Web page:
The Federal Reserve could be in for a bumpy ride as resurgent Republicans led by President-elect Donald Trump look to make a big mark on the central bank.
From The Hill
The right has grown increasingly irritated by the central bank’s policies since the financial crisis and may now be poised to finally push through long-stalled changes to overhaul its operations.
“We knew there was going to be limited progress under Barack Obama’s administration,” said Rep. Bill Huizenga (R-Mich.), who authored a broad Fed reform bill in the last Congress. “Now, with a partner at 1600 Pennsylvania Avenue that’s interested in moving the needle, frankly we’d be dumb not to try to pursue this.”
For years, GOP-led efforts to impose new rules and restrictions on the Fed ran aground amid substantial Democratic opposition, both in the Senate and the White House.
But the election puts the Fed on shaky ground, with any number of GOP-authored bills waiting in the wings for renewed consideration.
Republican lawmakers are expected to dust off host of bills that would curb the central bank, ranging from tougher oversight to fundamental changes over how the Fed deploys its powerful tools to steer the economy.
And Trump, who publicly criticized the bank during the presidential campaign, could break the deadlock.
“The widespread expectation both inside and outside the Fed was that this would never get through the Senate and if it did, the president would veto it,” said David Wessel, director of the Hutchins Center on Fiscal and Monetary Policy at the Brookings Institution. “The election has changed that … the odds have risen.”
The exact impact of a Trump White House on how the Fed operates remains to be seen, but the next four years could mark a dramatic change for the central bank.
“We will definitely see bills introduced. We’ll definitely see hearings,” said Mark Calabria, director of financial regulation studies at the Cato Institute. “There certainly was a sense that the current Treasury and White House would protect the Fed from change.”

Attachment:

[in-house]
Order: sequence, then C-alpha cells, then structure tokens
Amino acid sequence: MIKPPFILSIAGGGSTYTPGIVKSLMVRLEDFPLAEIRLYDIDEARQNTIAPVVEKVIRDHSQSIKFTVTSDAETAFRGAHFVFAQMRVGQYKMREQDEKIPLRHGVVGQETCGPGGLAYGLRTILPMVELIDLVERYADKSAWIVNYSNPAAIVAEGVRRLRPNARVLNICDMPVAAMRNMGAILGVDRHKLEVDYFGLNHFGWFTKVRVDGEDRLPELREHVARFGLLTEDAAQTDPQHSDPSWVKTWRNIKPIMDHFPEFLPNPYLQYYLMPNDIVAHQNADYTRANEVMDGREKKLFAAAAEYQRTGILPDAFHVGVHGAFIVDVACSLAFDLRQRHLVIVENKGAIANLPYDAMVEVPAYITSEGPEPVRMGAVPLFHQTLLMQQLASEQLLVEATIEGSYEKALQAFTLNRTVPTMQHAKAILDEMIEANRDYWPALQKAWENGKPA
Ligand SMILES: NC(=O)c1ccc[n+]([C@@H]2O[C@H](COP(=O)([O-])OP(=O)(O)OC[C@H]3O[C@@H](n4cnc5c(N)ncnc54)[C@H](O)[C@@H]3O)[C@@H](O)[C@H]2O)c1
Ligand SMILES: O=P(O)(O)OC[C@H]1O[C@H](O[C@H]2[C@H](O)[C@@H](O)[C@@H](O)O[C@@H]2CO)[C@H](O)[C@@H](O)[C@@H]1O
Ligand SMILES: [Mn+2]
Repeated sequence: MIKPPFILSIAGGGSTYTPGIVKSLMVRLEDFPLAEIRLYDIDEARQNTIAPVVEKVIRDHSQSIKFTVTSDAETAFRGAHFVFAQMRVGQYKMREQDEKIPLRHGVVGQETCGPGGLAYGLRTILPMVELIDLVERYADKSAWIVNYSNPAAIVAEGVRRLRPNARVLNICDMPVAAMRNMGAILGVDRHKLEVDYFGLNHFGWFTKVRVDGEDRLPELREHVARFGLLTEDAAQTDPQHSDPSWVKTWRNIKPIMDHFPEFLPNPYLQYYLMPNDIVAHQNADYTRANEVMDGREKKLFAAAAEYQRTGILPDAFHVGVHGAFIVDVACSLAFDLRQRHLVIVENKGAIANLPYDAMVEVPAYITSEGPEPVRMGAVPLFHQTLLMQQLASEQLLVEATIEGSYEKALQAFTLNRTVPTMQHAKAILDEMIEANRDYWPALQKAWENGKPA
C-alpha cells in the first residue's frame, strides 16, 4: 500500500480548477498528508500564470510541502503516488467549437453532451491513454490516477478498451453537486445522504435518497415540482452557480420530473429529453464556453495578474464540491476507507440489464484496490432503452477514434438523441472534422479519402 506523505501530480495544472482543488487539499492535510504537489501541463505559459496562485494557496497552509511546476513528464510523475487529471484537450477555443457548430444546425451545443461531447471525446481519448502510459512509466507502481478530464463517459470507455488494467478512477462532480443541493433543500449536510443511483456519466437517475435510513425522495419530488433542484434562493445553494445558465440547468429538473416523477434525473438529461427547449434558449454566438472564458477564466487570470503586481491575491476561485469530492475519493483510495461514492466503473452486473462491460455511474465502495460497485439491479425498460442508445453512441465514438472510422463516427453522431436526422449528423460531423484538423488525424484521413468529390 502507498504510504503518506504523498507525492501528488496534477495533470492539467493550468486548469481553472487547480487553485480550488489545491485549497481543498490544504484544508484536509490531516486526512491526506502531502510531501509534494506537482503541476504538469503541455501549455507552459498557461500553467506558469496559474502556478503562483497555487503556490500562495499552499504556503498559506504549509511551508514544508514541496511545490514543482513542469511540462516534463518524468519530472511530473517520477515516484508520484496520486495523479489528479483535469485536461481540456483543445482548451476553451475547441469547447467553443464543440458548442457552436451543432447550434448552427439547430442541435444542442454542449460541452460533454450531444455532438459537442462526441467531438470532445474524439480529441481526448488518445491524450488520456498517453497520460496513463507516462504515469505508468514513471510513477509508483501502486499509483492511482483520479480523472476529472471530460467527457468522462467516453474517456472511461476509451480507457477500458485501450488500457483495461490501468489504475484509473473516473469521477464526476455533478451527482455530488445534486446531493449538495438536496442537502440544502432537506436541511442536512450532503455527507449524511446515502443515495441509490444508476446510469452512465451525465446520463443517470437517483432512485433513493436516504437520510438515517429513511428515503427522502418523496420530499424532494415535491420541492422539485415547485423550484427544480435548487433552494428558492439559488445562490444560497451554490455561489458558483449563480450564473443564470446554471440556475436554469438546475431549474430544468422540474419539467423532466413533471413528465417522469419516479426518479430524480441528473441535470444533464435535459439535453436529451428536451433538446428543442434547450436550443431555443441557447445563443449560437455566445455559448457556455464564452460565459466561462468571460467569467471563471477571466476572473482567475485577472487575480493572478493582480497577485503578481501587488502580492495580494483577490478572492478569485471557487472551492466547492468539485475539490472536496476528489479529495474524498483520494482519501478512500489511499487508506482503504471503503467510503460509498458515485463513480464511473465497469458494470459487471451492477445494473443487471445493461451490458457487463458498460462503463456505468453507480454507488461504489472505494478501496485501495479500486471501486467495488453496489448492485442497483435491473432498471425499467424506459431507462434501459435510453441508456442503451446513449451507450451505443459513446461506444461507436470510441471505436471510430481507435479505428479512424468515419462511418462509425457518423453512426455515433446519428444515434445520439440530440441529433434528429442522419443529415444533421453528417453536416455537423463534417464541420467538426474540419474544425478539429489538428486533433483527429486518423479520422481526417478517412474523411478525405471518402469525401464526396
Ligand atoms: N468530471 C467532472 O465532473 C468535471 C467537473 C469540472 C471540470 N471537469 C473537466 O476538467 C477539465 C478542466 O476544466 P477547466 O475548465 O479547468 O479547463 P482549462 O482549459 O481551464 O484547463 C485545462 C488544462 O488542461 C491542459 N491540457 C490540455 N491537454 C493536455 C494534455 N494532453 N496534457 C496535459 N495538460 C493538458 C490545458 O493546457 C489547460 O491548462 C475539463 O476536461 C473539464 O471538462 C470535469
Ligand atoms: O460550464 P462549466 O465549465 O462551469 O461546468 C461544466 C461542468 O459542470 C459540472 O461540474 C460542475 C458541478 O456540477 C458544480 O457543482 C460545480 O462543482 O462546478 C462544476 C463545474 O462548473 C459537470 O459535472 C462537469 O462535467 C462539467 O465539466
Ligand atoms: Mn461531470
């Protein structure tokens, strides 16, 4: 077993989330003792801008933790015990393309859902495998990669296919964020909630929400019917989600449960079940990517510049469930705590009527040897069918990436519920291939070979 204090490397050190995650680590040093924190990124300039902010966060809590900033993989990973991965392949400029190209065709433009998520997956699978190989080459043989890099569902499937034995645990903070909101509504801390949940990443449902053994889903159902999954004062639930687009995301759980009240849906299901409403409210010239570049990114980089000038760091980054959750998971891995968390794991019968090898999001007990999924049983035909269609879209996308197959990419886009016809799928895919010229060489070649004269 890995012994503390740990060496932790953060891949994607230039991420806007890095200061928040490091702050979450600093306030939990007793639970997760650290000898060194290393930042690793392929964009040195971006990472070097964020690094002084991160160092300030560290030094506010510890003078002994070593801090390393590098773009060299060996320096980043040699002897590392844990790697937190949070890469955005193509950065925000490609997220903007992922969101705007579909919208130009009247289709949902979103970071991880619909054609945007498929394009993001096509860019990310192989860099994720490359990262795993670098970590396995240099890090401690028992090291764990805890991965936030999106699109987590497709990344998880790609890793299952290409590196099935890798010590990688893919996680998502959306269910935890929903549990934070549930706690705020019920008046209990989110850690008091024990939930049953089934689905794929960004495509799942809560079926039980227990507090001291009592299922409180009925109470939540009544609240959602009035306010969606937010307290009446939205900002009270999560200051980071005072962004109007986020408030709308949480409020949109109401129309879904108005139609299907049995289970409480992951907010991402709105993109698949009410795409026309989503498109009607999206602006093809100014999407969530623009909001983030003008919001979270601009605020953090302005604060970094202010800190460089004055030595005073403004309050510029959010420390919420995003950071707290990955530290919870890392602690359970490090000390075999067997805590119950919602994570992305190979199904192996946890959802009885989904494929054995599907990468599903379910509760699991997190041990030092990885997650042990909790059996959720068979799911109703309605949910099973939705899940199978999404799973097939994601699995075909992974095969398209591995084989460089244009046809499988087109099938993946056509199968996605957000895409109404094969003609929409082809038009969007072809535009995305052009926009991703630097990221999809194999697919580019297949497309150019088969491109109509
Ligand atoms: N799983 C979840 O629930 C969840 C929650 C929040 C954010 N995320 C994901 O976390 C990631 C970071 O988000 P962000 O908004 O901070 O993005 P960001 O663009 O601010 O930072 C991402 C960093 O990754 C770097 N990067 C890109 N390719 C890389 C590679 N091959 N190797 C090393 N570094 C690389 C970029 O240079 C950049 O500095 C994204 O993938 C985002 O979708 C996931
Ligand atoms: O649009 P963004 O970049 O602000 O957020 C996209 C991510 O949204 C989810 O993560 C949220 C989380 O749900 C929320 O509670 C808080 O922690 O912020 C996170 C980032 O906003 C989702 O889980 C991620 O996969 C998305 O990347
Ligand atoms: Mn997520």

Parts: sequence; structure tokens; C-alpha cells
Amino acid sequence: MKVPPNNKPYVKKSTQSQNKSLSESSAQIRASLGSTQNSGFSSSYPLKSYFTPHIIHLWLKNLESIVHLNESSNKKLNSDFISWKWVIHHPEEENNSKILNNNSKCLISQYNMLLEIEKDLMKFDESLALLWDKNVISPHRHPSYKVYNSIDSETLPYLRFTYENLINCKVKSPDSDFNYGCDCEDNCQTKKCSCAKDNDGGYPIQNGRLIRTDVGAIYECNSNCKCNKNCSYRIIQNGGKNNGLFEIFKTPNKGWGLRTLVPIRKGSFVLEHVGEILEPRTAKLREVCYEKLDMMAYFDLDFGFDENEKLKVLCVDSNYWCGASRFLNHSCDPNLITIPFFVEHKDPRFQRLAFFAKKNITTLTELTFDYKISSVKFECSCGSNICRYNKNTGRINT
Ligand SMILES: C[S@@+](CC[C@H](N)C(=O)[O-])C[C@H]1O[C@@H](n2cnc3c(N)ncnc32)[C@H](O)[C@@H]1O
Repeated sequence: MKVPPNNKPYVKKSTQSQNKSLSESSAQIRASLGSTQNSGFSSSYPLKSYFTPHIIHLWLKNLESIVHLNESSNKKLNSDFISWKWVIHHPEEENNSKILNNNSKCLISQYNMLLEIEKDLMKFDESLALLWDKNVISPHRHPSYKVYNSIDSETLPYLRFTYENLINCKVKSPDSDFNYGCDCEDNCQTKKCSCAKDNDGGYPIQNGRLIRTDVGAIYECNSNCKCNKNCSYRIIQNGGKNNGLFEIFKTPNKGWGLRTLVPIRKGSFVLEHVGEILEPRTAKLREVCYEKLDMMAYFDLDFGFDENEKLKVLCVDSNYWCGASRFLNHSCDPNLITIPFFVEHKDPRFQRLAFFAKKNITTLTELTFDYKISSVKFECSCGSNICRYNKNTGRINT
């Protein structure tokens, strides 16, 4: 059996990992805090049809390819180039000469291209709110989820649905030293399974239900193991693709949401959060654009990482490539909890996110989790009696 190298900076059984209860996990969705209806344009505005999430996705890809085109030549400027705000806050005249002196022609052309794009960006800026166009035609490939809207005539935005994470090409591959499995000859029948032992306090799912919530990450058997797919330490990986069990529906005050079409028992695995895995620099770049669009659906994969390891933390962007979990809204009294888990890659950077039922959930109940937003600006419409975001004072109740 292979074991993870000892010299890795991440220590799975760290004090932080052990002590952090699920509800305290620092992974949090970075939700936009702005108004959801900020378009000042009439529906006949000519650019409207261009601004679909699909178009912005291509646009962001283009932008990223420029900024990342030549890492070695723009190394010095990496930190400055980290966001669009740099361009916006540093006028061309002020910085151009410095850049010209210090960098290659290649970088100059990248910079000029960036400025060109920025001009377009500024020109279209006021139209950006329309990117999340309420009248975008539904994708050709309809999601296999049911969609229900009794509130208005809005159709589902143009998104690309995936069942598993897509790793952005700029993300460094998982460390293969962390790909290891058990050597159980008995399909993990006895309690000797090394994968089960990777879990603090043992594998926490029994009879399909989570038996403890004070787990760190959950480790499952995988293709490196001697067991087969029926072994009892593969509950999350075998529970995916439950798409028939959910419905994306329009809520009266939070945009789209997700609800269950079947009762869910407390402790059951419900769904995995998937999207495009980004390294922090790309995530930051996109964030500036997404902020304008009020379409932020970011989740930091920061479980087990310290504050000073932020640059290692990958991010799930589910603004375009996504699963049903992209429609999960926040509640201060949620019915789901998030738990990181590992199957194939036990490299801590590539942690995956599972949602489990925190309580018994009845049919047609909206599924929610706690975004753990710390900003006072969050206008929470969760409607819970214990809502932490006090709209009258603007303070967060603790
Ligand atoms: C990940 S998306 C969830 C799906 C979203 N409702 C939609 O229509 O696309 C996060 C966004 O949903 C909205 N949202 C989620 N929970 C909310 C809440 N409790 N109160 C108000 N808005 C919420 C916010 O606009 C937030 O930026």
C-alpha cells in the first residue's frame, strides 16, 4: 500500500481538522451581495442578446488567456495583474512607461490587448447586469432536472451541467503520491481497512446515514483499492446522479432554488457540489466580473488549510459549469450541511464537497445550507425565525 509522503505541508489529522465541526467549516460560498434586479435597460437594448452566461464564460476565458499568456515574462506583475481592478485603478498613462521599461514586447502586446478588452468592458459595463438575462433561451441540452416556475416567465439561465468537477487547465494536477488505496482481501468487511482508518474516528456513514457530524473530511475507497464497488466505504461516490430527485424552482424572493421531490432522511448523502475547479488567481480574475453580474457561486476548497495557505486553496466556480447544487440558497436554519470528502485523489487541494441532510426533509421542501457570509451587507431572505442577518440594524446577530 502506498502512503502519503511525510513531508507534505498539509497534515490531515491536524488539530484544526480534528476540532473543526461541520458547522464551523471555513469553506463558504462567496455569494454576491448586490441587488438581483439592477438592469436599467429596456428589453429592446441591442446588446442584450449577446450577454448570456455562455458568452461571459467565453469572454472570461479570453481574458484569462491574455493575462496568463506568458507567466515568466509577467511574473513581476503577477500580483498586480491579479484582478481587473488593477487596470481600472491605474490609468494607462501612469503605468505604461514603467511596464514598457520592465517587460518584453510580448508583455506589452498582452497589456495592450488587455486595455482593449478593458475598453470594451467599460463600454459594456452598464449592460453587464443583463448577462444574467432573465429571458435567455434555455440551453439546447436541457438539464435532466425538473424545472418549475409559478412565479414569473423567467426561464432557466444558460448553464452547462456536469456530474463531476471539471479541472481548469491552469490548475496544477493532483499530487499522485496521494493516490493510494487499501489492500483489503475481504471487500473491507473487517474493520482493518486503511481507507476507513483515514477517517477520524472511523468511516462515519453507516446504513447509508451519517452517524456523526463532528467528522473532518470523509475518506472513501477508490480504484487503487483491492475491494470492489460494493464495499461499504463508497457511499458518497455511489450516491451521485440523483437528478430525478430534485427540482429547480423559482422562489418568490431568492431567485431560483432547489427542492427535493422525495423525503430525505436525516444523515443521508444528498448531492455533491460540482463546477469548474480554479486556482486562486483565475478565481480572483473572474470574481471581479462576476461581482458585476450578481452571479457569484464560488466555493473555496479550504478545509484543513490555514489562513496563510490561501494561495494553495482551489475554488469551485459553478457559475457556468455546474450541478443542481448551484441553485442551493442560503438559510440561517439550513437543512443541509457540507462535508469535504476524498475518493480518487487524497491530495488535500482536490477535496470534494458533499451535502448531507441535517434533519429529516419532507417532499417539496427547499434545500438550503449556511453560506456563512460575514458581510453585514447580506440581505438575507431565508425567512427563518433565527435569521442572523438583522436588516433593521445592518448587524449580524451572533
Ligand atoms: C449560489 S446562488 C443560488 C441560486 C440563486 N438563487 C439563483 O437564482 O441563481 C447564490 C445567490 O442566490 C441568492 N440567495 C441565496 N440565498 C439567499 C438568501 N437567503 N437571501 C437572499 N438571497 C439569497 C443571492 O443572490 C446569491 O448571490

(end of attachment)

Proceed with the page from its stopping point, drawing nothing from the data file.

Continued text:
Among the legislative items on a GOP wishlist include subjecting the Fed’s monetary policy decisions to outside review, and requiring the central bank adhere to rules in setting policy. Many of those policy changes, included in Huizenga’s bill, are also included in a broad financial regulation bill authored by House Financial Services Committee Chairman Jeb Hensarling (R-Texas) that is expected to gain fresh momentum in a GOP-run Washington.
But there are still major questions ahead, including who Trump names to key positions, like Treasury secretary, that would exert significant influence on the Fed’s place in Washington.
In addition, there are questions about how hard GOP lawmakers would push Fed reforms in 2017 and beyond, as they try and tackle a range of major policy priorities quickly.
In 2016, Senate Republicans brought up “Audit the Fed” legislation, which would have allowed the Government Accountability Office to review the monetary policy decisions of the Fed. A similar measure passed the House with bipartisan support. It was strongly opposed by the central bank, with officials arguing it would amount to political meddling in independent monetary policy decisions.
The measure failed, largely along party lines, with members well aware that even if it were to pass, the White House would almost assuredly veto it.
“Now, do Republicans in the Senate, when confronted with something that might actually be signed into law, hesitate?” said Wessel.
Outside of legislative action, who Trump appoints to the Fed will play a significant role 9in how the institution operates going forward. In particular, there is great focus on the vice chair of supervision, a position created specifically to monitor the Fed’s expanded powers as a financial regulator.
That position was created as part of the Dodd-Frank financial reform law as a focal point for new regulatory powers, but President Obama never nominated someone to fill it. That allows Trump to make a significant mark on how the Fed operates as a regulator with just one selection.
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